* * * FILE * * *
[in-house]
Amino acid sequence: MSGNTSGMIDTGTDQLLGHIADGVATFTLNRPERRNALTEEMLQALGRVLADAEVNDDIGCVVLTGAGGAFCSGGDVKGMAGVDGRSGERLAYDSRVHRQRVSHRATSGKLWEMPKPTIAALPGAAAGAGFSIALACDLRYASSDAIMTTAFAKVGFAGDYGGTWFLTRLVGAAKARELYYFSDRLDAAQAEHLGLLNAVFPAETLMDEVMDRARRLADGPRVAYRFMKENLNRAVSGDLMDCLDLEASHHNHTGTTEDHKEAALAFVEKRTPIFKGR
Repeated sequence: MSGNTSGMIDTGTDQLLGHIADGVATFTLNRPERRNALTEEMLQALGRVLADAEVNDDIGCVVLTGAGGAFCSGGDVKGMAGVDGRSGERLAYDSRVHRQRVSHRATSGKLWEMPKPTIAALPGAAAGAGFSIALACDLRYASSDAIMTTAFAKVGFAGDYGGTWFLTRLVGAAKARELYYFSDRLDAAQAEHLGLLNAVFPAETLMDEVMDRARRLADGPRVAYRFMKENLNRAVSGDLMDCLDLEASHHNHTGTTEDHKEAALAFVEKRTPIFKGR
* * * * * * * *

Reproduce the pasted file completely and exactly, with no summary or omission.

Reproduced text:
[in-house]
Amino acid sequence: MSGNTSGMIDTGTDQLLGHIADGVATFTLNRPERRNALTEEMLQALGRVLADAEVNDDIGCVVLTGAGGAFCSGGDVKGMAGVDGRSGERLAYDSRVHRQRVSHRATSGKLWEMPKPTIAALPGAAAGAGFSIALACDLRYASSDAIMTTAFAKVGFAGDYGGTWFLTRLVGAAKARELYYFSDRLDAAQAEHLGLLNAVFPAETLMDEVMDRARRLADGPRVAYRFMKENLNRAVSGDLMDCLDLEASHHNHTGTTEDHKEAALAFVEKRTPIFKGR
Repeated sequence: MSGNTSGMIDTGTDQLLGHIADGVATFTLNRPERRNALTEEMLQALGRVLADAEVNDDIGCVVLTGAGGAFCSGGDVKGMAGVDGRSGERLAYDSRVHRQRVSHRATSGKLWEMPKPTIAALPGAAAGAGFSIALACDLRYASSDAIMTTAFAKVGFAGDYGGTWFLTRLVGAAKARELYYFSDRLDAAQAEHLGLLNAVFPAETLMDEVMDRARRLADGPRVAYRFMKENLNRAVSGDLMDCLDLEASHHNHTGTTEDHKEAALAFVEKRTPIFKGR